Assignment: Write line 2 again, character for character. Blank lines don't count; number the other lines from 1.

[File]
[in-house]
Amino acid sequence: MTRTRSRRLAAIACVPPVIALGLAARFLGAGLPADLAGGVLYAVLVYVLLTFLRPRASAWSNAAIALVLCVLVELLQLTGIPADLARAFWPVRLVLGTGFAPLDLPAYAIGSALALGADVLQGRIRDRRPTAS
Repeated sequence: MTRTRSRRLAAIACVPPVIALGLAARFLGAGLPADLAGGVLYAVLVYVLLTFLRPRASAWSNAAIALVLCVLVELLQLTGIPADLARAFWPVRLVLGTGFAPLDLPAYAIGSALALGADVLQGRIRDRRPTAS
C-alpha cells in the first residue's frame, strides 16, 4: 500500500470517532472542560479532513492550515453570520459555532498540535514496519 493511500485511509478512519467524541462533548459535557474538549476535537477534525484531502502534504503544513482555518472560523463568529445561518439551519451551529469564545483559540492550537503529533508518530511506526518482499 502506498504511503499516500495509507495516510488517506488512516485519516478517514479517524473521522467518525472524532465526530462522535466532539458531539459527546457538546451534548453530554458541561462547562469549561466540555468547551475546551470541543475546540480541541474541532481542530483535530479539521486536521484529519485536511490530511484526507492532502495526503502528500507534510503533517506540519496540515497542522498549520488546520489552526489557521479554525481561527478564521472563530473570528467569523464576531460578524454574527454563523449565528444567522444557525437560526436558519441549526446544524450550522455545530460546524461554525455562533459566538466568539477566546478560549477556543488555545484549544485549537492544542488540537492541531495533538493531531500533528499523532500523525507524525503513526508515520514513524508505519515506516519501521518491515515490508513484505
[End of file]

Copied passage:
Amino acid sequence: MTRTRSRRLAAIACVPPVIALGLAARFLGAGLPADLAGGVLYAVLVYVLLTFLRPRASAWSNAAIALVLCVLVELLQLTGIPADLARAFWPVRLVLGTGFAPLDLPAYAIGSALALGADVLQGRIRDRRPTAS